A recent study found that Chick-fil-A was beating out other fast food chains by teaching their employees to say two simple words – “please” and “thank you.” Chick-fil-A workers were the politest to their customers, compared to 15 other popular chains including KFC and McDonalds. These top-notch manners have directly translated into increased sales for the restaurant.
The ability to show appreciation to customers, clients and colleagues is a workplace skill that most of us think we have, but very few put it into practice. If there is anything we should learn from Chick-fil-A, it’s that simple manners can go a long way.
Teaching people to show appreciation might seem easy, but it needs to be done the right way. Here are five tips for helping current and future employees learn outstanding customer service skills:
1. Communication matters
Clear and kind communication is important when we’re dealing with customers. Chick-fil-A taught us that just a couple of small words can change a customer’s opinion. Ensure that information is conveyed in a way that is easy to understand, but not condescending.
Polite communication also extends past the words we choose. Sometimes your actions and body language speak louder than what you’re saying. Workers should always smile and use a polite tone with customers. Frowning, shrugging, slouching and other negative body language will make customers think that they don’t care, even if the workers are trying to help them.
2. Be adaptable
When you’re trying to teach customer service skills, always tell people to expect the unexpected. Every customer is going to be different, so current and future employees need to know how to read a customer’s mood and adapt their customer service strategy accordingly.
Adaptability is also a willingness to learn from each customer that walks in the door. Customer service is a skill that everyone needs to continuously work on. Every interaction with a customer, even if it’s negative, is an opportunity to learn more.
3. How to handle negativity with grace
Workers are going to face some negativity when working in a customer-facing role. The ability to take the blame and apologize for something (even if it’s not the worker’s fault) is critical. Having a thick skin takes time and experience to develop, but we can teach workers that it’s OK to admit they made a mistake or that they don’t know something.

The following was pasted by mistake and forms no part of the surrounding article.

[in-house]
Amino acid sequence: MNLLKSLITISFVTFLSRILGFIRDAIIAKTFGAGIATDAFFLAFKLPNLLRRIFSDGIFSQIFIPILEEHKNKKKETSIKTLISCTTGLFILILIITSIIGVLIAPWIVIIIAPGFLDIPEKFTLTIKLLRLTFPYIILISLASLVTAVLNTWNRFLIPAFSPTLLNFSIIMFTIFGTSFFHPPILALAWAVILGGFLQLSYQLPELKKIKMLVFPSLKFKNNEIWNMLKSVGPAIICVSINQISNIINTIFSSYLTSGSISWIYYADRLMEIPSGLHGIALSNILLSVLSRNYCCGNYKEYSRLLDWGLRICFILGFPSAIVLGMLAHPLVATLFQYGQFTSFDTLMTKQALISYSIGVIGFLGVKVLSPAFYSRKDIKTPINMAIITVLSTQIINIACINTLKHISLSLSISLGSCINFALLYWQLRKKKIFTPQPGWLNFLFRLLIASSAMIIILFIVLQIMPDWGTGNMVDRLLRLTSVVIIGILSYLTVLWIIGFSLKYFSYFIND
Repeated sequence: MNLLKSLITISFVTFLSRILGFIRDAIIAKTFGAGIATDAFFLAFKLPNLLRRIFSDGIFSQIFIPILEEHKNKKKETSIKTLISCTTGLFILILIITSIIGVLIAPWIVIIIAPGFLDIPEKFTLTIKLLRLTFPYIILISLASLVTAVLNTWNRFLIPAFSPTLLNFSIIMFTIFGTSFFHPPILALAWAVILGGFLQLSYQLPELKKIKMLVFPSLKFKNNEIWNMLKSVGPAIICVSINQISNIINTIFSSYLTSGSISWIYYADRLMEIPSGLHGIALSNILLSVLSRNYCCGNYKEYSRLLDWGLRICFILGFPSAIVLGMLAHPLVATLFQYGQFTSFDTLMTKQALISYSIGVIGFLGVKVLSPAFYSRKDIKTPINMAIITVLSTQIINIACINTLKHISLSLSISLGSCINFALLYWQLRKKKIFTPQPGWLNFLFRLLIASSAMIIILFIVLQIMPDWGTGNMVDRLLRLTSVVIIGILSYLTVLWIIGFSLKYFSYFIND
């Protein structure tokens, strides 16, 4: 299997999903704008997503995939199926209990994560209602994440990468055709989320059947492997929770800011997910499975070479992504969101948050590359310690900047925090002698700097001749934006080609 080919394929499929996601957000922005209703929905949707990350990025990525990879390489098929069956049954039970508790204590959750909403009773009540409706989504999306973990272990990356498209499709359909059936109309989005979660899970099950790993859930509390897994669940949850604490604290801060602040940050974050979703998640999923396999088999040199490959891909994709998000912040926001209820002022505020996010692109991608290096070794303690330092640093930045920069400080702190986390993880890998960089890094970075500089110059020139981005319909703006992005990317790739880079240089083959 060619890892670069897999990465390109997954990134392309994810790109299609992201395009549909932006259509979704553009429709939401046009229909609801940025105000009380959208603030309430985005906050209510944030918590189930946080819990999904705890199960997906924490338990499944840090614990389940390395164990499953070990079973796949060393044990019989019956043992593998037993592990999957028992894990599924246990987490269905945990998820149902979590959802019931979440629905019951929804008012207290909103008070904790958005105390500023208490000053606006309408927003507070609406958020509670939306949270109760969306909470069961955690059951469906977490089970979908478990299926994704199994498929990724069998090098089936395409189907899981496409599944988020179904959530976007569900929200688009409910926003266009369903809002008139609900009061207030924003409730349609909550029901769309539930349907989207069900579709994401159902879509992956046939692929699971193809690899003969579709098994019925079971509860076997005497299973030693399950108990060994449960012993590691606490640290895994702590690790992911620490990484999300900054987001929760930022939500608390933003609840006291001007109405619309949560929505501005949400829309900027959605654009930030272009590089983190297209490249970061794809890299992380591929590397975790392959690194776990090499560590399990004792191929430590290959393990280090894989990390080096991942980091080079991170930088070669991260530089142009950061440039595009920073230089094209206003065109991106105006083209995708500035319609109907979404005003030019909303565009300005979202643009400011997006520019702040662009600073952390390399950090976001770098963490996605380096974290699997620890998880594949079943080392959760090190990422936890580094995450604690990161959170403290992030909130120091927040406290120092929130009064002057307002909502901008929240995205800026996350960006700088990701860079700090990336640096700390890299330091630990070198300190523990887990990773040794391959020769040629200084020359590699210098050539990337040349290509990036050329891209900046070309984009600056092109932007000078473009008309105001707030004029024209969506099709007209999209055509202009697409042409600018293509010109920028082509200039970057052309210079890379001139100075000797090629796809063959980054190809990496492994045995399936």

4. Teach active listening
Listening to a customer’s complaints is just as important as being able to communicate clearly back to them. Sometimes a customer will want to vent their concerns, and the best thing a worker can do is listen. Trying to interrupt a customer or cut them off can make a situation worse, even if the worker is offering a solution.
Active listening will help angry customers feel heard and supported by a worker. We should teach them to say things such as, “I can see why you’re upset.” These phrases show customers that the worker is listening and understands their concern.
5. Practice with real people
The best way to teach people skills is with real people. Role-playing customer service scenarios will be the best way to train workers and have them practice what they’ve learned in real time. Pair them up with other workers and role-play commonly faced scenarios. They’ll be able to learn things with less pressure and apply the feedback they get to actual customers in the future.
Appreciation is one of our Seven Foundational Workplace Skills for a reason. A little appreciation towards customers can make or break a business. Click here to learn more about the rest of our essential workplace skills and how our Bring Your ‘A’ Game curriculum can help your community.